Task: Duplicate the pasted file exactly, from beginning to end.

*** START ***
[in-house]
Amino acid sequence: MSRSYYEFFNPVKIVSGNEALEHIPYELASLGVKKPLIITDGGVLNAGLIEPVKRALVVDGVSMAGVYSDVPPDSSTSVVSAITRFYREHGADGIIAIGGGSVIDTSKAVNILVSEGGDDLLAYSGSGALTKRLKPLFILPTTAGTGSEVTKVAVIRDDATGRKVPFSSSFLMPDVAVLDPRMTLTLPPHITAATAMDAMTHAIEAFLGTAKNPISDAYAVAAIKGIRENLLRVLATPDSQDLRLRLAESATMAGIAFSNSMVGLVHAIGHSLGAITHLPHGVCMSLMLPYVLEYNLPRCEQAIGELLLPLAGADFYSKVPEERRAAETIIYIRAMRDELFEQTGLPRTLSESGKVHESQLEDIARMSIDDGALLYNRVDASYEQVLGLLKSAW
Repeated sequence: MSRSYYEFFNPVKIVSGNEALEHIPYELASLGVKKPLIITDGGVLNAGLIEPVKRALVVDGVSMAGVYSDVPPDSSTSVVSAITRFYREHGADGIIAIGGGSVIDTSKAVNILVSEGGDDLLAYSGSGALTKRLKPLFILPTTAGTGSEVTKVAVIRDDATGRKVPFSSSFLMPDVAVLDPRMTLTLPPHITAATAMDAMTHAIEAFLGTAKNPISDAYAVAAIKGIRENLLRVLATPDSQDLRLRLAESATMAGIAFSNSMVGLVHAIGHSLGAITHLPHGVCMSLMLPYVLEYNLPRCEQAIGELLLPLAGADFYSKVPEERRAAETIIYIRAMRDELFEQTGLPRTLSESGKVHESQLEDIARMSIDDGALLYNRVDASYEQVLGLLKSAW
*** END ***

[in-house]
Amino acid sequence: MSRSYYEFFNPVKIVSGNEALEHIPYELASLGVKKPLIITDGGVLNAGLIEPVKRALVVDGVSMAGVYSDVPPDSSTSVVSAITRFYREHGADGIIAIGGGSVIDTSKAVNILVSEGGDDLLAYSGSGALTKRLKPLFILPTTAGTGSEVTKVAVIRDDATGRKVPFSSSFLMPDVAVLDPRMTLTLPPHITAATAMDAMTHAIEAFLGTAKNPISDAYAVAAIKGIRENLLRVLATPDSQDLRLRLAESATMAGIAFSNSMVGLVHAIGHSLGAITHLPHGVCMSLMLPYVLEYNLPRCEQAIGELLLPLAGADFYSKVPEERRAAETIIYIRAMRDELFEQTGLPRTLSESGKVHESQLEDIARMSIDDGALLYNRVDASYEQVLGLLKSAW
Repeated sequence: MSRSYYEFFNPVKIVSGNEALEHIPYELASLGVKKPLIITDGGVLNAGLIEPVKRALVVDGVSMAGVYSDVPPDSSTSVVSAITRFYREHGADGIIAIGGGSVIDTSKAVNILVSEGGDDLLAYSGSGALTKRLKPLFILPTTAGTGSEVTKVAVIRDDATGRKVPFSSSFLMPDVAVLDPRMTLTLPPHITAATAMDAMTHAIEAFLGTAKNPISDAYAVAAIKGIRENLLRVLATPDSQDLRLRLAESATMAGIAFSNSMVGLVHAIGHSLGAITHLPHGVCMSLMLPYVLEYNLPRCEQAIGELLLPLAGADFYSKVPEERRAAETIIYIRAMRDELFEQTGLPRTLSESGKVHESQLEDIARMSIDDGALLYNRVDASYEQVLGLLKSAW